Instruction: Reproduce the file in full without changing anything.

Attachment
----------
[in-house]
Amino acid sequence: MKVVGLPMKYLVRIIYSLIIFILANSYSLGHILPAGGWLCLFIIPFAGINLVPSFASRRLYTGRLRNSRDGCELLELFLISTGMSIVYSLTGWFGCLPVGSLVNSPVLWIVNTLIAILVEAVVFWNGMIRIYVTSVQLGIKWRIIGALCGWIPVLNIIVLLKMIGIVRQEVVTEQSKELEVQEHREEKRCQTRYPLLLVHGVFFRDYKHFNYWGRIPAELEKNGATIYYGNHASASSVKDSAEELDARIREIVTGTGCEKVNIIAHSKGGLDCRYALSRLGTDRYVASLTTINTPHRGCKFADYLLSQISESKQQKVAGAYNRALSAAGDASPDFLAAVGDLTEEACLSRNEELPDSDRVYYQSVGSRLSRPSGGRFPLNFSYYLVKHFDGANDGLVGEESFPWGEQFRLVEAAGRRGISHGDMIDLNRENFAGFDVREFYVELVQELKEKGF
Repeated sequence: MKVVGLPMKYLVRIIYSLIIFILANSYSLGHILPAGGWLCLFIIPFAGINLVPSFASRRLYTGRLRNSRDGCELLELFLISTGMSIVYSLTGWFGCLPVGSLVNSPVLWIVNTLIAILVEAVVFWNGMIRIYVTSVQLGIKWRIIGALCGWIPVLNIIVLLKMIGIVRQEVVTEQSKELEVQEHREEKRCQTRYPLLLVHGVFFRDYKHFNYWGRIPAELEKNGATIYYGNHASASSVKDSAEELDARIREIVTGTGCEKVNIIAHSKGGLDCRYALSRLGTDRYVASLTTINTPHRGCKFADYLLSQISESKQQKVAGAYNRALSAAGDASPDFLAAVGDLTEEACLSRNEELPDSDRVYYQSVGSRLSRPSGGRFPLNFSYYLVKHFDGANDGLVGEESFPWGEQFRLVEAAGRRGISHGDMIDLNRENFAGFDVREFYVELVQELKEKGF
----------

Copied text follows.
[in-house]
Amino acid sequence: MKVVGLPMKYLVRIIYSLIIFILANSYSLGHILPAGGWLCLFIIPFAGINLVPSFASRRLYTGRLRNSRDGCELLELFLISTGMSIVYSLTGWFGCLPVGSLVNSPVLWIVNTLIAILVEAVVFWNGMIRIYVTSVQLGIKWRIIGALCGWIPVLNIIVLLKMIGIVRQEVVTEQSKELEVQEHREEKRCQTRYPLLLVHGVFFRDYKHFNYWGRIPAELEKNGATIYYGNHASASSVKDSAEELDARIREIVTGTGCEKVNIIAHSKGGLDCRYALSRLGTDRYVASLTTINTPHRGCKFADYLLSQISESKQQKVAGAYNRALSAAGDASPDFLAAVGDLTEEACLSRNEELPDSDRVYYQSVGSRLSRPSGGRFPLNFSYYLVKHFDGANDGLVGEESFPWGEQFRLVEAAGRRGISHGDMIDLNRENFAGFDVREFYVELVQELKEKGF
Repeated sequence: MKVVGLPMKYLVRIIYSLIIFILANSYSLGHILPAGGWLCLFIIPFAGINLVPSFASRRLYTGRLRNSRDGCELLELFLISTGMSIVYSLTGWFGCLPVGSLVNSPVLWIVNTLIAILVEAVVFWNGMIRIYVTSVQLGIKWRIIGALCGWIPVLNIIVLLKMIGIVRQEVVTEQSKELEVQEHREEKRCQTRYPLLLVHGVFFRDYKHFNYWGRIPAELEKNGATIYYGNHASASSVKDSAEELDARIREIVTGTGCEKVNIIAHSKGGLDCRYALSRLGTDRYVASLTTINTPHRGCKFADYLLSQISESKQQKVAGAYNRALSAAGDASPDFLAAVGDLTEEACLSRNEELPDSDRVYYQSVGSRLSRPSGGRFPLNFSYYLVKHFDGANDGLVGEESFPWGEQFRLVEAAGRRGISHGDMIDLNRENFAGFDVREFYVELVQELKEKGF